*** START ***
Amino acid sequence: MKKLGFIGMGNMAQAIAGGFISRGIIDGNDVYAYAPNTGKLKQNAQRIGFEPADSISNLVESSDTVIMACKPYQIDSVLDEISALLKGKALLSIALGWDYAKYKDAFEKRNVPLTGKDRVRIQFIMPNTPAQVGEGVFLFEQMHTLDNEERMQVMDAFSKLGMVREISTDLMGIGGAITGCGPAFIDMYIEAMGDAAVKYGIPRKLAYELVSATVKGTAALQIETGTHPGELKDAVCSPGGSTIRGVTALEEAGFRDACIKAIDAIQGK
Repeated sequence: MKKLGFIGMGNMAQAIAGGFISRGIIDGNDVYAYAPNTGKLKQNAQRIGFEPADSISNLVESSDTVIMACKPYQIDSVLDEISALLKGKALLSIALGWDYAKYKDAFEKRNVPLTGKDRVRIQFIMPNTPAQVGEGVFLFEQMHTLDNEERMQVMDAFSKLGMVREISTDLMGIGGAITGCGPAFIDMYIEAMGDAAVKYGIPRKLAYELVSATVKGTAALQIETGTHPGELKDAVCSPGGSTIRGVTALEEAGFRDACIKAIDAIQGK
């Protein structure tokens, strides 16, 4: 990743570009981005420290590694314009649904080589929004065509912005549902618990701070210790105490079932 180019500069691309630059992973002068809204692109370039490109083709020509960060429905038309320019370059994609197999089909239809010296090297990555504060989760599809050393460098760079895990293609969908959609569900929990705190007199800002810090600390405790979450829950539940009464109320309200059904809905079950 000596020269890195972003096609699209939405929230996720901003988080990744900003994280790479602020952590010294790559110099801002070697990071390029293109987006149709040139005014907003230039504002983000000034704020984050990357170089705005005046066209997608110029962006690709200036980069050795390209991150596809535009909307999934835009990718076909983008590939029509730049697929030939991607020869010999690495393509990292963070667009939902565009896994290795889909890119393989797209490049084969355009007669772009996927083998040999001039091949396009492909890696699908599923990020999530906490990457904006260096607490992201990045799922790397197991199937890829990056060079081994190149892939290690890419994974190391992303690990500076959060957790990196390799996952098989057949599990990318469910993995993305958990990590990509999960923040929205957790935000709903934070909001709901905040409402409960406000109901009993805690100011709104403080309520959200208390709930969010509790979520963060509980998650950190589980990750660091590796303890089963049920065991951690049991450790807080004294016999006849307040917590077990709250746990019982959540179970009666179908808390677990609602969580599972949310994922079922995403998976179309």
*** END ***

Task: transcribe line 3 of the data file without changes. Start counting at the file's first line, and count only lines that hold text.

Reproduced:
């Protein structure tokens, strides 16, 4: 990743570009981005420290590694314009649904080589929004065509912005549902618990701070210790105490079932 180019500069691309630059992973002068809204692109370039490109083709020509960060429905038309320019370059994609197999089909239809010296090297990555504060989760599809050393460098760079895990293609969908959609569900929990705190007199800002810090600390405790979450829950539940009464109320309200059904809905079950 000596020269890195972003096609699209939405929230996720901003988080990744900003994280790479602020952590010294790559110099801002070697990071390029293109987006149709040139005014907003230039504002983000000034704020984050990357170089705005005046066209997608110029962006690709200036980069050795390209991150596809535009909307999934835009990718076909983008590939029509730049697929030939991607020869010999690495393509990292963070667009939902565009896994290795889909890119393989797209490049084969355009007669772009996927083998040999001039091949396009492909890696699908599923990020999530906490990457904006260096607490992201990045799922790397197991199937890829990056060079081994190149892939290690890419994974190391992303690990500076959060957790990196390799996952098989057949599990990318469910993995993305958990990590990509999960923040929205957790935000709903934070909001709901905040409402409960406000109901009993805690100011709104403080309520959200208390709930969010509790979520963060509980998650950190589980990750660091590796303890089963049920065991951690049991450790807080004294016999006849307040917590077990709250746990019982959540179970009666179908808390677990609602969580599972949310994922079922995403998976179309």